Mental health in the Wake of Hurricane Katrina: Science to Practice
This article talks about the programs that were developed post-Katrina in accordance with the mental health facilities and care programs.
The Children’s Health Fund was funded 20 years ago to provide medical services to underserved children and families through mobile units. We have found mobile units to be effective ways of delivering services to people in need post-trauma or post-disaster as well as for primary care. The mental health component had not been a part of it, and I will tell you about how we began that post-9/11. As far as a public health agenda, we also felt that there was a need to make sure that the work we do is informed by research, by an understanding of what happens post-trauma, and also by a desire to understand more how can we do this in a better way next time. So research and evaluation have always been an important component of what we do.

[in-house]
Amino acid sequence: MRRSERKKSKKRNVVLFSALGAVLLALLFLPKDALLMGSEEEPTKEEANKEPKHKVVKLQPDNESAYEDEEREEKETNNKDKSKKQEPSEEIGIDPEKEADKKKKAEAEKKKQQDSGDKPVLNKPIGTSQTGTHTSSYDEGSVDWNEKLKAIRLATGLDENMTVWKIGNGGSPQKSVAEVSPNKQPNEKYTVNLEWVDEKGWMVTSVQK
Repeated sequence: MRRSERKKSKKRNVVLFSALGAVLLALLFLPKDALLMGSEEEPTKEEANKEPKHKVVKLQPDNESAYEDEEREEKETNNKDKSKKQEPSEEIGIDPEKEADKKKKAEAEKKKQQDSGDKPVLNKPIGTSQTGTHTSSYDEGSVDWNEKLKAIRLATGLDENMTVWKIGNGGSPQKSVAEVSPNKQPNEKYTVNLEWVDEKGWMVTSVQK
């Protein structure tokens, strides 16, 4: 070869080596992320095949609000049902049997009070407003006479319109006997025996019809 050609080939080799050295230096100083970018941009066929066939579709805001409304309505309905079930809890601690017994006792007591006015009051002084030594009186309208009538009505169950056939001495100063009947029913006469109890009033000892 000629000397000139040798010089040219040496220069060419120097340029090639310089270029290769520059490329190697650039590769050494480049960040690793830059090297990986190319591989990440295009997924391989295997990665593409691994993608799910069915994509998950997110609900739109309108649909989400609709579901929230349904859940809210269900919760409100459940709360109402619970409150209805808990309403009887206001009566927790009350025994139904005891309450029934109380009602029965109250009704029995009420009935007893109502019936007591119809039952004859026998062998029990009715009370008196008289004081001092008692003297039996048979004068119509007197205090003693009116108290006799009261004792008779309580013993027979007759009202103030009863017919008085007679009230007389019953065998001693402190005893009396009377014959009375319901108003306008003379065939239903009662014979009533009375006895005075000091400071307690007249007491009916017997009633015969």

We currently have three programs in the Gulf Coast, one in Mississippi and two in Louisiana. They are comprised of a mental health unit and a medical unit. The units are big blue vans that go to places where we have identified need, and they park in sites of need, and medical and mental health professionals provide services. We use electronic records, so that is one way in which we are able to serve people who might need to move or who do not know exactly where they will be. Our goal is to serve as a “medical home.”
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Also Published In
- Mental health in the Wake of Hurricane Katrina
More About This Work
- Academic Units
- National Center for Disaster Preparedness
- The Carter Center Mental Health Program
- Published Here
- January 4, 2013